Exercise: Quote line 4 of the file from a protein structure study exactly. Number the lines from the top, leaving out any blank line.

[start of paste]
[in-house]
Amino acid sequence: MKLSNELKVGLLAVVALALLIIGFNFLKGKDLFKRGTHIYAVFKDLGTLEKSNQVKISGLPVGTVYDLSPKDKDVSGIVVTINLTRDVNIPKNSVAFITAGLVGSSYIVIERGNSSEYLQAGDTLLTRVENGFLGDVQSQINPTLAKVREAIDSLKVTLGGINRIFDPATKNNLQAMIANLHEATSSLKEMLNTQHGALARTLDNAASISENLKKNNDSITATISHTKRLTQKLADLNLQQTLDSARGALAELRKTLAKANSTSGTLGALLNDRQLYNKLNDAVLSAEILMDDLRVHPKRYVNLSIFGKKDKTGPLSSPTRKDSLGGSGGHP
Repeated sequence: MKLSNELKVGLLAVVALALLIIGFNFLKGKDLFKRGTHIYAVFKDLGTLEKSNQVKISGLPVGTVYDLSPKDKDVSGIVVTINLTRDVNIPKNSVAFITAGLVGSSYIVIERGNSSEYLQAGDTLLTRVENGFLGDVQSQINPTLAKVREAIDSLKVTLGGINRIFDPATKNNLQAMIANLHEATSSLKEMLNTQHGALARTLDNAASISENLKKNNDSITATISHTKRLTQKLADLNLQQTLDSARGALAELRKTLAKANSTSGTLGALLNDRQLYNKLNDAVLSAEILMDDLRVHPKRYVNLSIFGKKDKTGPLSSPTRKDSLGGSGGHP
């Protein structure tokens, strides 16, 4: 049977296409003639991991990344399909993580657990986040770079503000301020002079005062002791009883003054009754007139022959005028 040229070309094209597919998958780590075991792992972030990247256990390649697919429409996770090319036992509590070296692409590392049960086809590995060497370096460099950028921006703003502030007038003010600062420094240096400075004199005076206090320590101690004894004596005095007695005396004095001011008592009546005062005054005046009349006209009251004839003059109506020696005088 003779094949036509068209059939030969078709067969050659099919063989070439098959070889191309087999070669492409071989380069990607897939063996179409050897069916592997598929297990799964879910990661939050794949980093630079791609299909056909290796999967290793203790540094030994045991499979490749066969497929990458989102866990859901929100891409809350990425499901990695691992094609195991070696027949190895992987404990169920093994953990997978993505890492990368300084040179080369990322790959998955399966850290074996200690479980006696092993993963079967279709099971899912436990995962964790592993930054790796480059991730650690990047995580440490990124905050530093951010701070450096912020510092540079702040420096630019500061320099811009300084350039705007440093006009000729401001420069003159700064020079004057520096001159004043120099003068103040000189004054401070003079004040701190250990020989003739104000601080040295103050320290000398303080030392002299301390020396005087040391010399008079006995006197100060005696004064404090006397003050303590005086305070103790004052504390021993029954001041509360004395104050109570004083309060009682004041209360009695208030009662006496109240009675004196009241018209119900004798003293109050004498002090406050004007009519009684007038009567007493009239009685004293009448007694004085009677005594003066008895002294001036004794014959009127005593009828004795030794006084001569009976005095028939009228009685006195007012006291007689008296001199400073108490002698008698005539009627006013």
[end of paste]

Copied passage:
């Protein structure tokens, strides 16, 4: 049977296409003639991991990344399909993580657990986040770079503000301020002079005062002791009883003054009754007139022959005028 040229070309094209597919998958780590075991792992972030990247256990390649697919429409996770090319036992509590070296692409590392049960086809590995060497370096460099950028921006703003502030007038003010600062420094240096400075004199005076206090320590101690004894004596005095007695005396004095001011008592009546005062005054005046009349006209009251004839003059109506020696005088 003779094949036509068209059939030969078709067969050659099919063989070439098959070889191309087999070669492409071989380069990607897939063996179409050897069916592997598929297990799964879910990661939050794949980093630079791609299909056909290796999967290793203790540094030994045991499979490749066969497929990458989102866990859901929100891409809350990425499901990695691992094609195991070696027949190895992987404990169920093994953990997978993505890492990368300084040179080369990322790959998955399966850290074996200690479980006696092993993963079967279709099971899912436990995962964790592993930054790796480059991730650690990047995580440490990124905050530093951010701070450096912020510092540079702040420096630019500061320099811009300084350039705007440093006009000729401001420069003159700064020079004057520096001159004043120099003068103040000189004054401070003079004040701190250990020989003739104000601080040295103050320290000398303080030392002299301390020396005087040391010399008079006995006197100060005696004064404090006397003050303590005086305070103790004052504390021993029954001041509360004395104050109570004083309060009682004041209360009695208030009662006496109240009675004196009241018209119900004798003293109050004498002090406050004007009519009684007038009567007493009239009685004293009448007694004085009677005594003066008895002294001036004794014959009127005593009828004795030794006084001569009976005095028939009228009685006195007012006291007689008296001199400073108490002698008698005539009627006013």